is a long time since we have seen you in this part of town--walking, I

The Helen of the old house wanted to answer--she longed to cry out in
the fullness of her heart some of the things that were demanding
expression, but it was the princess lady who answered, "I saw my
brother's car here and thought perhaps he would let me ride home with

The old workman was studying her now with kind but frankly
understanding eyes. "John and Mary have gone to see some of the folks
that she is looking after in the Flats," he said, slowly. "They'll be
back any minute now, I should think."

She did not know what to reply to this. There were so many things she
wanted to know--so many things that she felt she must know. But she
felt herself forced to answer with the mere commonplace, "You are all
well, I suppose, Uncle Pete?"

"Fine, thank you," he answered. "Mary is always busy with her housework
and her flowers and the poor sick folks she's always a-looking
after--just like her mother, if you remember. Charlie, he's working
late to-day--some breakdown or something that's keeping him overtime.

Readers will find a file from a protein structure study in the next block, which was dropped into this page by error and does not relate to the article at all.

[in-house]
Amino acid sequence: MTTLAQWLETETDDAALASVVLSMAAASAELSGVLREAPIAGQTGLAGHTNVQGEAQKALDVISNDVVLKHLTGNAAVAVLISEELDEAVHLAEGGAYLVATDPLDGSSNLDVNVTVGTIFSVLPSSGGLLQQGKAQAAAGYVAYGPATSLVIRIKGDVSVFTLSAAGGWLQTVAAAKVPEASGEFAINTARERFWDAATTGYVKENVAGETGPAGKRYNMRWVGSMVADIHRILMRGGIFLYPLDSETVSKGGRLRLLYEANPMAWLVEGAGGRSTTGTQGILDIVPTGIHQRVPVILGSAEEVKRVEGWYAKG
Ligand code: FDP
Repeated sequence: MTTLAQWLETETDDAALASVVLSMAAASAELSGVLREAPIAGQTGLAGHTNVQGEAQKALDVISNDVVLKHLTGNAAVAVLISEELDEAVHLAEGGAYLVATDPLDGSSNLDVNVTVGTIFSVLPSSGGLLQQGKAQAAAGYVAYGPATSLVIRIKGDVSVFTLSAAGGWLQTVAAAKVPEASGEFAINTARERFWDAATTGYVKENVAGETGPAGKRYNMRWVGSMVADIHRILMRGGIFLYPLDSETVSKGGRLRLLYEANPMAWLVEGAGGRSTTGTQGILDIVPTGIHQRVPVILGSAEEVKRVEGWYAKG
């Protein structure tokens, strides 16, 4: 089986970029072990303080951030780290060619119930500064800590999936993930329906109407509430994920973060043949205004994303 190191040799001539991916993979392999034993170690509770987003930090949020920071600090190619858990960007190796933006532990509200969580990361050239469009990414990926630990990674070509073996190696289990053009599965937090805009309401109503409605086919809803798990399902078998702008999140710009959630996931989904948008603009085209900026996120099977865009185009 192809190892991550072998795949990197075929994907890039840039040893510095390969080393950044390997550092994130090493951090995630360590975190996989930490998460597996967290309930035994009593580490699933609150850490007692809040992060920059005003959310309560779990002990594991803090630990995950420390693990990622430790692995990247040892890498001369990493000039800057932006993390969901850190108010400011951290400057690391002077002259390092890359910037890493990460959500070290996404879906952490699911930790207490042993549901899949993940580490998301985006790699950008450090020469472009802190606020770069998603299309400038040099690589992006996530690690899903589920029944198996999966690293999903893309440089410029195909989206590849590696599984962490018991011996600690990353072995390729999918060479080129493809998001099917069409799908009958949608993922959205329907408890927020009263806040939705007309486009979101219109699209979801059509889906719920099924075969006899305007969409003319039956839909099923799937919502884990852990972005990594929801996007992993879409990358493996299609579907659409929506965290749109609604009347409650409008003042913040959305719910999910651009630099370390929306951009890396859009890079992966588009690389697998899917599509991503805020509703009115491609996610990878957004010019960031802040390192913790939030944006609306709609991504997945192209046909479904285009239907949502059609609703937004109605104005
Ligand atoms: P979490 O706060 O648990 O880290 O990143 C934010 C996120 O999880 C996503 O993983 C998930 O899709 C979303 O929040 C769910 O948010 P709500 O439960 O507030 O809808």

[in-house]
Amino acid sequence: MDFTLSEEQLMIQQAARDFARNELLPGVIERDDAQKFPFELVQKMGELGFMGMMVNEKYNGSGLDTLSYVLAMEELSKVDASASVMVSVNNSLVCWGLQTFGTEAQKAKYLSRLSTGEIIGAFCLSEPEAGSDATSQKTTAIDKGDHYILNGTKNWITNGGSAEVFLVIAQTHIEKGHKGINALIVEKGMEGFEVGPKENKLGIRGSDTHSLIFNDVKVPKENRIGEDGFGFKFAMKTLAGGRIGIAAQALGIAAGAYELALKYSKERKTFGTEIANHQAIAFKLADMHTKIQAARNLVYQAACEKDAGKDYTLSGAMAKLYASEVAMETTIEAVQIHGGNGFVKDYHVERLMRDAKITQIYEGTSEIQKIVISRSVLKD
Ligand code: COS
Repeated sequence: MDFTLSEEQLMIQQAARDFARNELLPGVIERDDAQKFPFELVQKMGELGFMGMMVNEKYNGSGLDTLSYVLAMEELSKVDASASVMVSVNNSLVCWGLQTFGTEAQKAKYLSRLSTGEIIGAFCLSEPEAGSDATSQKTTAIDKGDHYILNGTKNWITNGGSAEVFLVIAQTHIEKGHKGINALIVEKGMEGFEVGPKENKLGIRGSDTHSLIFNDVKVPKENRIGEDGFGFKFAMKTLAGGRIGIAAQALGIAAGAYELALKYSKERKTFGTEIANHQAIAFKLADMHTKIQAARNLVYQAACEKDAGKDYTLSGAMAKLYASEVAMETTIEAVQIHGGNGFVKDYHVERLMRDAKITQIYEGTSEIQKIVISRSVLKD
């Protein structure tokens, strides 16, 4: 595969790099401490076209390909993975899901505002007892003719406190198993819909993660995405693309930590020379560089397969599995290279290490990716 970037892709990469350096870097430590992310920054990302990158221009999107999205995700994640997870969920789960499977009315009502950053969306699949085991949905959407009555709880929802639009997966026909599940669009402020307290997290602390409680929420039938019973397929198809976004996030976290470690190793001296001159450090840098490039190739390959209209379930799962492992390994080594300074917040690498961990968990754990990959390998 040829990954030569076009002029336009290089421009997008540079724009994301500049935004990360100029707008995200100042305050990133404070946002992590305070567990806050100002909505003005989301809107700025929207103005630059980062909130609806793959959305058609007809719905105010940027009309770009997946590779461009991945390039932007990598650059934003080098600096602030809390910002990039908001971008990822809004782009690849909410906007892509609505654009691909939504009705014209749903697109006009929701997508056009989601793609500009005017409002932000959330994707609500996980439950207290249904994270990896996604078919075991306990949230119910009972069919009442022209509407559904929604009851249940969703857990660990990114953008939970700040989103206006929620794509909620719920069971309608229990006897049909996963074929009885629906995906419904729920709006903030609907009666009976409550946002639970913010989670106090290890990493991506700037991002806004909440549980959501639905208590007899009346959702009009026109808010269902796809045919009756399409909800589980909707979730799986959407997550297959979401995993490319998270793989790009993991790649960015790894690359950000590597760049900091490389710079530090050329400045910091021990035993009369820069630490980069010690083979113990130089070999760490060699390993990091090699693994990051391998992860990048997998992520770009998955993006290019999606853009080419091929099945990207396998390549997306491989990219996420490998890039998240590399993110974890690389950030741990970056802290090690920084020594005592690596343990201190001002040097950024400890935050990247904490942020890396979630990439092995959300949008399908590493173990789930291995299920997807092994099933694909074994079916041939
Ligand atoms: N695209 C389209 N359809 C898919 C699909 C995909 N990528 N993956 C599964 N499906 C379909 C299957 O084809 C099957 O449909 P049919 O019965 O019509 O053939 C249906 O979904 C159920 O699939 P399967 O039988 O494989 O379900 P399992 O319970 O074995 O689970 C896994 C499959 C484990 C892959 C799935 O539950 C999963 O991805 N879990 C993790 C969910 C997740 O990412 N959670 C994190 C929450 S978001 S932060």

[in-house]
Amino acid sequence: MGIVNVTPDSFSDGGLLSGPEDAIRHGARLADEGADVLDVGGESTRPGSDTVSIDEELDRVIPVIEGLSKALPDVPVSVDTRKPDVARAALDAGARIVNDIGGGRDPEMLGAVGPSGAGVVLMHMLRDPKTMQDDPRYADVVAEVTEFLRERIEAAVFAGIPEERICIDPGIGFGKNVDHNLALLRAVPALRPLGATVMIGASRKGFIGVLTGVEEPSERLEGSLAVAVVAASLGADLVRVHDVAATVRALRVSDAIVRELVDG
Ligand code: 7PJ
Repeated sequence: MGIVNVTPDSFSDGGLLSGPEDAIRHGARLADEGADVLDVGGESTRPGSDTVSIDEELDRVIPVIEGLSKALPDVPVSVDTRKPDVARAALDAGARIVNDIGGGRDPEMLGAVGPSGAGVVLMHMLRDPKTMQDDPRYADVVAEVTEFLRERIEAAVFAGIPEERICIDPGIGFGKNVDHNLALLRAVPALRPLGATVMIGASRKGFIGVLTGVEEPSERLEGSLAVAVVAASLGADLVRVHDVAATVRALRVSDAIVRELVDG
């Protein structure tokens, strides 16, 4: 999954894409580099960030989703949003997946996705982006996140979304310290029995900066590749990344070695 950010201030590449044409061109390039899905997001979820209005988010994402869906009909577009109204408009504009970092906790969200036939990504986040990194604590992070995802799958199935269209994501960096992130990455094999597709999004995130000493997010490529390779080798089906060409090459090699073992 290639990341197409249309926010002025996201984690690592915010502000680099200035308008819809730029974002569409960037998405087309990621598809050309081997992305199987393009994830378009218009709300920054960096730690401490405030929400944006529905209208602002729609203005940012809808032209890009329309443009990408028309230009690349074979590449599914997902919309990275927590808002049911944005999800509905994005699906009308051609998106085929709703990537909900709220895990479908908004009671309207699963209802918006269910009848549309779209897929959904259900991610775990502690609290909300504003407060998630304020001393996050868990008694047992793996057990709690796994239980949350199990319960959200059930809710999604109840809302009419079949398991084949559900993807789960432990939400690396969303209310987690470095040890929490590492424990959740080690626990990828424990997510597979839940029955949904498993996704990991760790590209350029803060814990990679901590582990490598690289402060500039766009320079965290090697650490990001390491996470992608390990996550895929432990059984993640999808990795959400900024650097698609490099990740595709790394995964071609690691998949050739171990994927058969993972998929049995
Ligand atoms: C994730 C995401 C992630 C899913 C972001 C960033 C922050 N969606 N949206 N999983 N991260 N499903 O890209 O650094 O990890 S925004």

That brother of yours is a fine manager, Miss Helen, and," he added,
with a faint note of something in his voice that brought a touch of
color to her cheeks, "a finer man."

Again she felt the crowding rush of those questions she wanted to ask,
but she only said, with an air of calm indifference, "John has changed
so since his return from France--in many ways he seems like a different

"As for that," he replied, "the war has changed most people in one way
or another. It was bound to. Everybody talks about getting back to
normal again, but as I see it there'll be no getting back ever to what
used to be normal before the war started."

She looked at him with sudden, intense interest. "How has it so changed
every one, Uncle Pete? Why can't people be just as they were before it
happened? The change in business conditions and all that, I can
understand, but why should it make any difference to--well, to me, for

The old workman answered, slowly, "The people are thinking deeper and
feeling deeper. They're more human, as you might say. And I've noticed
generally that the way the people think and feel is at the bottom of
everything. It's just like the Interpreter says, 'You can't change the
minds and hearts of folks without changing what they do.' Everybody
ain't changed, of course, but so many of them have that the rest will
be bound to take some notice or feel mighty lonesome from now on."